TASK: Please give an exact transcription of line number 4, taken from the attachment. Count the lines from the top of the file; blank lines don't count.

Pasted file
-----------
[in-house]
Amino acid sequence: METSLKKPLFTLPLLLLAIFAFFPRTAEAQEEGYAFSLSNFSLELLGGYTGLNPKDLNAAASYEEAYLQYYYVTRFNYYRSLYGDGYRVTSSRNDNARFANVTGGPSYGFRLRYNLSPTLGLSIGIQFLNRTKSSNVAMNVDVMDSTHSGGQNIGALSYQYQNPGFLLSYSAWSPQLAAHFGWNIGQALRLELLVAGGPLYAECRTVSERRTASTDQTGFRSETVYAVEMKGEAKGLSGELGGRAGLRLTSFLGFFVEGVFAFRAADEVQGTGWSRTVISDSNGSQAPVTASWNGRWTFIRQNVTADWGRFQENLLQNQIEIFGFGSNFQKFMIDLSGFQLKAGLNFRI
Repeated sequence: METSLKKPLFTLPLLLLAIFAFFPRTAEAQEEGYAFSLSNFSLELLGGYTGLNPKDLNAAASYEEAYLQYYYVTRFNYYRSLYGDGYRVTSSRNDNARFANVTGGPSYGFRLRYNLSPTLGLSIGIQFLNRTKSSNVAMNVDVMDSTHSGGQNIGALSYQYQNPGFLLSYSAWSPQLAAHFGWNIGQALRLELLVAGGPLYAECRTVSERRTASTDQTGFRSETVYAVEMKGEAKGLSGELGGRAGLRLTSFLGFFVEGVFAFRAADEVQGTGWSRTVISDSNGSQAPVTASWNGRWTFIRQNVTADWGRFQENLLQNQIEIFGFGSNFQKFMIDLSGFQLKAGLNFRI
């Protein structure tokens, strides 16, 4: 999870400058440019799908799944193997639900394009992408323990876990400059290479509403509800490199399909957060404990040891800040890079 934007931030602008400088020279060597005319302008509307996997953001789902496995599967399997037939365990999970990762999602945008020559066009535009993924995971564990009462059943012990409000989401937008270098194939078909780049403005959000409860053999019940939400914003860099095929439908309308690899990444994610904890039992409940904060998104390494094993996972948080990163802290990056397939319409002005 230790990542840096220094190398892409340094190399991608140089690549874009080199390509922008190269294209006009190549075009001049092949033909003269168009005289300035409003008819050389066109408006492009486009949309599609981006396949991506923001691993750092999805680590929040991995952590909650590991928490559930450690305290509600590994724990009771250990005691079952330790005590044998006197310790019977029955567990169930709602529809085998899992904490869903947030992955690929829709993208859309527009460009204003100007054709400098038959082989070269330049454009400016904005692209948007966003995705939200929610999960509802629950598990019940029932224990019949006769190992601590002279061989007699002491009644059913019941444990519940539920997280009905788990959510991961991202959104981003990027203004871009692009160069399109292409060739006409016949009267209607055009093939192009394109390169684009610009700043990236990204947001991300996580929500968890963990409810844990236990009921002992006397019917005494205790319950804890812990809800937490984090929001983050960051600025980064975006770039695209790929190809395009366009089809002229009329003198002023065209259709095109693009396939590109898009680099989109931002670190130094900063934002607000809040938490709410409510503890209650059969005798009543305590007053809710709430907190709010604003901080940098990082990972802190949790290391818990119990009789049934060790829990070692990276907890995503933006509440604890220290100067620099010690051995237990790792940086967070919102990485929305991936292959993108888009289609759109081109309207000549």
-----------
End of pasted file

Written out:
């Protein structure tokens, strides 16, 4: 999870400058440019799908799944193997639900394009992408323990876990400059290479509403509800490199399909957060404990040891800040890079 934007931030602008400088020279060597005319302008509307996997953001789902496995599967399997037939365990999970990762999602945008020559066009535009993924995971564990009462059943012990409000989401937008270098194939078909780049403005959000409860053999019940939400914003860099095929439908309308690899990444994610904890039992409940904060998104390494094993996972948080990163802290990056397939319409002005 230790990542840096220094190398892409340094190399991608140089690549874009080199390509922008190269294209006009190549075009001049092949033909003269168009005289300035409003008819050389066109408006492009486009949309599609981006396949991506923001691993750092999805680590929040991995952590909650590991928490559930450690305290509600590994724990009771250990005691079952330790005590044998006197310790019977029955567990169930709602529809085998899992904490869903947030992955690929829709993208859309527009460009204003100007054709400098038959082989070269330049454009400016904005692209948007966003995705939200929610999960509802629950598990019940029932224990019949006769190992601590002279061989007699002491009644059913019941444990519940539920997280009905788990959510991961991202959104981003990027203004871009692009160069399109292409060739006409016949009267209607055009093939192009394109390169684009610009700043990236990204947001991300996580929500968890963990409810844990236990009921002992006397019917005494205790319950804890812990809800937490984090929001983050960051600025980064975006770039695209790929190809395009366009089809002229009329003198002023065209259709095109693009396939590109898009680099989109931002670190130094900063934002607000809040938490709410409510503890209650059969005798009543305590007053809710709430907190709010604003901080940098990082990972802190949790290391818990119990009789049934060790829990070692990276907890995503933006509440604890220290100067620099010690051995237990790792940086967070919102990485929305991936292959993108888009289609759109081109309207000549």